The Monday Profile: Luke Chambers
With Nottingham Forest currently in the sort of form that makes the national press sit up and take some notice, much of the talk has inevitably been of an unbeaten home record, derby day victories and the uneasy accord between manager and board. Manish and Steve, average Joe’s window into the Football League, talk of Earnshaw, of McGugan and, if they’ve an extra few seconds, of Camp.
But one man has slipped somewhat under the radar — Forest’s emerging Mr Reliable, centre-half Luke Chambers. Strong in the air, assured on the ball, and possessing a happy knack of popping up with goals from set pieces, Chambers has been an important figure as Forest have finally begun to accelerate from under the shadow of season’s playoff failure.
It’s something of a turnaround for a player who until this season had been a whipping boy for many Forest fans, a yardstick for just how far the club had come from being top-flight standard.
Every club has at least one, a player who when things are going awry for his team only has to misplace one pass to incur the ire of that vocal bunch in every crowd who seem to take a perverse pleasure from berating their own players. James Perch persevered through it for many seasons, taking the field in practically every position apart from goalkeeper to the same howls of derision.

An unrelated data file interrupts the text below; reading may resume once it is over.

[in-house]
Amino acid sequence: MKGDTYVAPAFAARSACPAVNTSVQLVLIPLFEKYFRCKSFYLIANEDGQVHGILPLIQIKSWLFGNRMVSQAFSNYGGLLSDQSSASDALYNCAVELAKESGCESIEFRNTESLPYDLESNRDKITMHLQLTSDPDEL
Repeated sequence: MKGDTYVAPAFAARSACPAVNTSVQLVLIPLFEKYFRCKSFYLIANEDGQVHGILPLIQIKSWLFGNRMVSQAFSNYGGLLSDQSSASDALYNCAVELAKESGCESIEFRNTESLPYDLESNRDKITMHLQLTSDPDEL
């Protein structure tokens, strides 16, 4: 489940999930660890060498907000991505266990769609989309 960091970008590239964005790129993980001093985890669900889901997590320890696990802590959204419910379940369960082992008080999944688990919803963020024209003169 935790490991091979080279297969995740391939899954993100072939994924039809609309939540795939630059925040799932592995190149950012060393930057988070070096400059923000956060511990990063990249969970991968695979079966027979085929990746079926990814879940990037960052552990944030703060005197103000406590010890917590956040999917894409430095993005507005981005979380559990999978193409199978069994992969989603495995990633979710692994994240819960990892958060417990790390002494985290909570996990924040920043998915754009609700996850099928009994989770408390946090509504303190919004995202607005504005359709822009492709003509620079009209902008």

It seemed that Chambers too might become a victim of his own versatility. Signed in 2007’s January transfer window by Colin Calderwood, the manager who had overseen his early career and made him captain at Northampton, he broke into the side regularly as a right-back as Forest squeezed back into the Championship the following season.
Calderwood’s fondness for sending players out in unnatural roles came to be a defining characteristic of his ultimately failed reign – Grant Holt as a left midfielder being another memorable example – almost as though he’d come across the ‘re-train in new position’ option on Football Manager and thought it would be just as straightforward in real life. Surely enough, Chambers’ shortcomings at full-back were exposed as Forest struggled at a higher level.
Lacking the kind of crossing ability and speed to get up and down the flanks that the position demands and dogged by the suspicion that he was carrying a few excess pounds, Chambers was an obvious target as Forest nosedived towards immediate relegation. When new manager Billy Davies brought Chris Gunter to the club it looked as though that would be that for Chambers’ Forest career, with Wes Morgan and Kelvin Wilson seemingly immovable as first-choice centre-halves during the last campaign.
It’s testament to Chambers’ resilience that instead of kicking up a fuss at barely playing, he instead got his head down, improved his fitness and waited for his chance. With Kelvin Wilson injured, then out of form, and now set to join Celtic, Chambers has grasped the opportunity and finally made himself a fixture in his preferred position. That Forest have the second best defensive record in the Championship is as much down to him as the more celebrated members of the defensive unit.
Chambers is a central figure in the tight-knit Forest dressing room, plays with a smile on his face and is always one of the last players off the pitch after applauding the fans — win, lose or draw. With his opening goal in December’s 5-2 win over Derby perhaps providing the watershed moment in his Forest career, he is at last, and deservedly, becoming as popular with the fans as with his team-mates.